Justin Harding finished in a share of fourth in the Masters behind winner Jon Rahm last week â€“ in a computer simulation using data processed by the company DataGolf.
Harding, who played in his maiden outing in the yearâ€™s opening major championship last year and secured his return to Augusta National with a share of 12th, was set to play again this year until the tournament was postponed until November due to the coronavirus pandemic.
With the world missing out on something called â€˜a tradition unlike any otherâ€™, Golf.comâ€™s Sean Zak picked up on an idea that has its roots in computerised predictions such as the January 1970 â€˜boutâ€™ between Rocky Marciano and Muhammad Ali (the computer determined that Marciano would have won by knock-out in the 13th round) and the clash between chess champion Garry Kasparov and the computer Deep Blue.
â€œDataGolfâ€™s Masters modelling accounted for player skill and recent form, but also factored in historical performances at Augusta,â€ wrote Zak. â€œIs there an element of randomness to the process? Of course! The first time you run a simulation, for example, will produce different results from the seventh or 23rd time you run it. But itâ€™s still a ton of fun to see how things shake out. For what would have been the 84th playing of the Masters, we asked for the 84th single-run simulation of how DataGolfâ€™s system would predict this yearâ€™s event.â€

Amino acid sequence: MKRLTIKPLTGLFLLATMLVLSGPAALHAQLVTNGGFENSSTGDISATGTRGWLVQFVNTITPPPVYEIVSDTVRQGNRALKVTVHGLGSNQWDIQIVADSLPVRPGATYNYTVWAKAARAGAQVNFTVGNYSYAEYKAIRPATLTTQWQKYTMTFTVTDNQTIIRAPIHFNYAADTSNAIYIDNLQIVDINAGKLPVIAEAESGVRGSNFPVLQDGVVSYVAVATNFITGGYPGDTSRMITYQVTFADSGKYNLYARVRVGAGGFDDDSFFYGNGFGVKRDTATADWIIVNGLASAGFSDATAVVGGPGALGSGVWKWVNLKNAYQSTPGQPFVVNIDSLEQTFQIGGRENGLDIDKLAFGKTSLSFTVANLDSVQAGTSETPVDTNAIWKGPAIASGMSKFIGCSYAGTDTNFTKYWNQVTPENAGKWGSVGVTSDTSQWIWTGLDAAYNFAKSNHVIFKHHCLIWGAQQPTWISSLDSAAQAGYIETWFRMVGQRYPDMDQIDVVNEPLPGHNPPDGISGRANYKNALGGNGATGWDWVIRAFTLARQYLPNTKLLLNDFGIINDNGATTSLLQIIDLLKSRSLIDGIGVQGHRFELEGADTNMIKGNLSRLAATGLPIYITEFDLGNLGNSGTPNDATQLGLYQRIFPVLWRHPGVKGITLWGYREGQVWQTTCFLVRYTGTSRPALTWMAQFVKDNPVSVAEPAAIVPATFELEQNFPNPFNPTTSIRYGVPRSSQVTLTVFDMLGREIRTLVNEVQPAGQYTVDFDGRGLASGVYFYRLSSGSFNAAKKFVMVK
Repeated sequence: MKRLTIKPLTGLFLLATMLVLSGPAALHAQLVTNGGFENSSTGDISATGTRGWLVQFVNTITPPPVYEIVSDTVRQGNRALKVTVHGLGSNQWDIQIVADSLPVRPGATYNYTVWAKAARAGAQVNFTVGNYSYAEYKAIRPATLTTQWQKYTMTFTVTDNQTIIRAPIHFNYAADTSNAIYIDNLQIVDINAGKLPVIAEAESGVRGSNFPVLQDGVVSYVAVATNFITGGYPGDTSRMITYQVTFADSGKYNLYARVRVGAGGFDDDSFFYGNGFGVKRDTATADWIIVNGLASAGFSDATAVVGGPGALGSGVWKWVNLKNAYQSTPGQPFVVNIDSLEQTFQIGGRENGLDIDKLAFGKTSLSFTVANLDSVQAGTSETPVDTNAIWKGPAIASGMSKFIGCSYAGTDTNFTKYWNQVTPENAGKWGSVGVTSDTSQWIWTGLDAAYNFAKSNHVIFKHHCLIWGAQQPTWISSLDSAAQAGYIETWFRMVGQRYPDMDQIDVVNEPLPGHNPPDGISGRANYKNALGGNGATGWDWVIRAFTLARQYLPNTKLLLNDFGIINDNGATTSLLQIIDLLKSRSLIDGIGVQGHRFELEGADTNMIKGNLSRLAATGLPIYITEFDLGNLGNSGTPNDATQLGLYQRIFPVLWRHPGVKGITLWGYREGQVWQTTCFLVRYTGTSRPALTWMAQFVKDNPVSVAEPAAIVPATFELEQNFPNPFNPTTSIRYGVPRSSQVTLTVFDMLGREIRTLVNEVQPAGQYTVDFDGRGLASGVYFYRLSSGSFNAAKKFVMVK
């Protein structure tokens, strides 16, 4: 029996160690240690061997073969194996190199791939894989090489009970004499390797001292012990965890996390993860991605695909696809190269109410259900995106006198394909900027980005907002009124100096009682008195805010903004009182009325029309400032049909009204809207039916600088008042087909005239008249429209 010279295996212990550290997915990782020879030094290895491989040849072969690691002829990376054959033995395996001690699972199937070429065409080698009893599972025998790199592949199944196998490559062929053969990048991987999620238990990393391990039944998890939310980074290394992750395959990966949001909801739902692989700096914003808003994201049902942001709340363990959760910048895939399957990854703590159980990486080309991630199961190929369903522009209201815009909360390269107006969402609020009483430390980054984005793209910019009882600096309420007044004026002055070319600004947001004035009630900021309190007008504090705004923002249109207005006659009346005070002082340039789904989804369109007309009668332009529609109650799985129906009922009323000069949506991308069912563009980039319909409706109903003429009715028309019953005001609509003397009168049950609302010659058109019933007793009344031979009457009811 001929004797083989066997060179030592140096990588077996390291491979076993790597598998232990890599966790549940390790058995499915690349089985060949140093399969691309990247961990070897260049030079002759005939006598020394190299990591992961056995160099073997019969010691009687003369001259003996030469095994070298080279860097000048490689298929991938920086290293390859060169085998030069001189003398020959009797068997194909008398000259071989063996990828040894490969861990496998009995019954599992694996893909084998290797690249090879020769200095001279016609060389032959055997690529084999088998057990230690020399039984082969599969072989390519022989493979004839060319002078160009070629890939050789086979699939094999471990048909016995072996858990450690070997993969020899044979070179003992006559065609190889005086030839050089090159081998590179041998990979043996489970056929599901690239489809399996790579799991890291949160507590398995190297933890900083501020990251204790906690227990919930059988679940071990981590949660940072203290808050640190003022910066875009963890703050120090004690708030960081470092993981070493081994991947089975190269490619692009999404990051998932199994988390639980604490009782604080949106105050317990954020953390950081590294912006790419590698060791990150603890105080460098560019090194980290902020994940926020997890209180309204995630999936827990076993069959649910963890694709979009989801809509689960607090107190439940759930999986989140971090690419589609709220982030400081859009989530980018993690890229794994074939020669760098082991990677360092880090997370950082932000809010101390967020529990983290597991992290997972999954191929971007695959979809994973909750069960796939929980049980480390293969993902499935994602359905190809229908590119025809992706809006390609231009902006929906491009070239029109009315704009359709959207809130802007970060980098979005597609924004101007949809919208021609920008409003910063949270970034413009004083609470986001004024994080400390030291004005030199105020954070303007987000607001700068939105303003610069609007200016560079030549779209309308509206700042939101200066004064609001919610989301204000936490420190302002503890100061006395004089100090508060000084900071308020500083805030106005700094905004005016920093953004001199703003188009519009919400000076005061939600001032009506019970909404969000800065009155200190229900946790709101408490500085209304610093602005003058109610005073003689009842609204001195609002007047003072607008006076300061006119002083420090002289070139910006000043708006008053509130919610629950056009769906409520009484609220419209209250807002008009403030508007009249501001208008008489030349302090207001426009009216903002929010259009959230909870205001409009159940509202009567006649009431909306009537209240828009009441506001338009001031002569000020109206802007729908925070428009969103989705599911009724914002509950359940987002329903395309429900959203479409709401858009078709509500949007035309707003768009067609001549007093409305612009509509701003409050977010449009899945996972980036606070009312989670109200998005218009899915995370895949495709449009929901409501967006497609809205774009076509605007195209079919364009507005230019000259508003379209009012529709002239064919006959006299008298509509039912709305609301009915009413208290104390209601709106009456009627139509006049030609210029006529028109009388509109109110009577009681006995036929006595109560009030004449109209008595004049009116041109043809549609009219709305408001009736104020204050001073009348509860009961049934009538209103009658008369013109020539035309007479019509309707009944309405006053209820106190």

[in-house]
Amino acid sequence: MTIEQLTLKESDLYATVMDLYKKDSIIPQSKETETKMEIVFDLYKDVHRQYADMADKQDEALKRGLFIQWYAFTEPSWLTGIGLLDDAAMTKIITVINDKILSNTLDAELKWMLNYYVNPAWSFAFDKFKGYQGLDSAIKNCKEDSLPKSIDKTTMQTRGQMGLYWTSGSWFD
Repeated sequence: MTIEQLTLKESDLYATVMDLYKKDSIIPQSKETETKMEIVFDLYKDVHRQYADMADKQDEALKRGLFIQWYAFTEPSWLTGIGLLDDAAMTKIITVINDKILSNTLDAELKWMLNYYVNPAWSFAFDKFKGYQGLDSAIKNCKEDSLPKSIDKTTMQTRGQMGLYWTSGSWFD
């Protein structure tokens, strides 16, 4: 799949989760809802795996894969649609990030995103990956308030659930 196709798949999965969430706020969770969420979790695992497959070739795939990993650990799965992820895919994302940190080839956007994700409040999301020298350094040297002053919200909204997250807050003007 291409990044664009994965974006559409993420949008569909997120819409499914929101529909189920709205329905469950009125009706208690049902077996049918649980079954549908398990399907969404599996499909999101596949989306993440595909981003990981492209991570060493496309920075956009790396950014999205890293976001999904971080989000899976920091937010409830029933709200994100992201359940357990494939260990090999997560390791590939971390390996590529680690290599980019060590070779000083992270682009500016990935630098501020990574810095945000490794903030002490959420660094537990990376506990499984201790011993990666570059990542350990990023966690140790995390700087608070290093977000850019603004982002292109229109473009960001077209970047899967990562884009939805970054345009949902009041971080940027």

It was a â€˜tournamentâ€™ dominated by Rahm, as the Spaniard opened with a seven-under 65. He relinquished sole possession of the lead after a second-round 74, sharing the top of the leaderboard with Lee Westwood and Bubba Watson. After a third-round 71, he was again on top with Tommy Fleetwood, and a closing 68 pulled him one shot clear of the fast-finishing Dustin Johnson, who carded a 63 to share second with Adam Scott.
Harding was eight shots behind Rahm after his opening 73, but he pulled things back with the round of the day in the second round, a four-under 68, a score matched only my Cameron Smith. After being one-over through six in the third round, Harding finished that round in level-par to share sixth with Scott, Sergio Garcia and Daniel Im.
While Johnson posted the clubhouse target with his 63 in the final round, Harding kept himself very much in the mix as he reached the 12th in two-under. He picked up two more shots on his way in to close at seven-under for the tournament, just three behind Rahm.
Of course, this is just a computer simulation, but the data used confirms that Augusta National is likely to be a course where Harding can flourish, and it makes the November date he has there all the more enticing.
For the record, other South African â€˜performancesâ€™ were: Dylan Frittelli one-under for a share of 16th, Louis Oosthuizen at level-par (T18), Erik van Rooyen at two-over (T27), and Christiaan Bezuidenhout seven-over (T51). Two South African past Masters champions, Trevor Immelman and Charl Schwartzel, missed the cut, according to the computer modelling.
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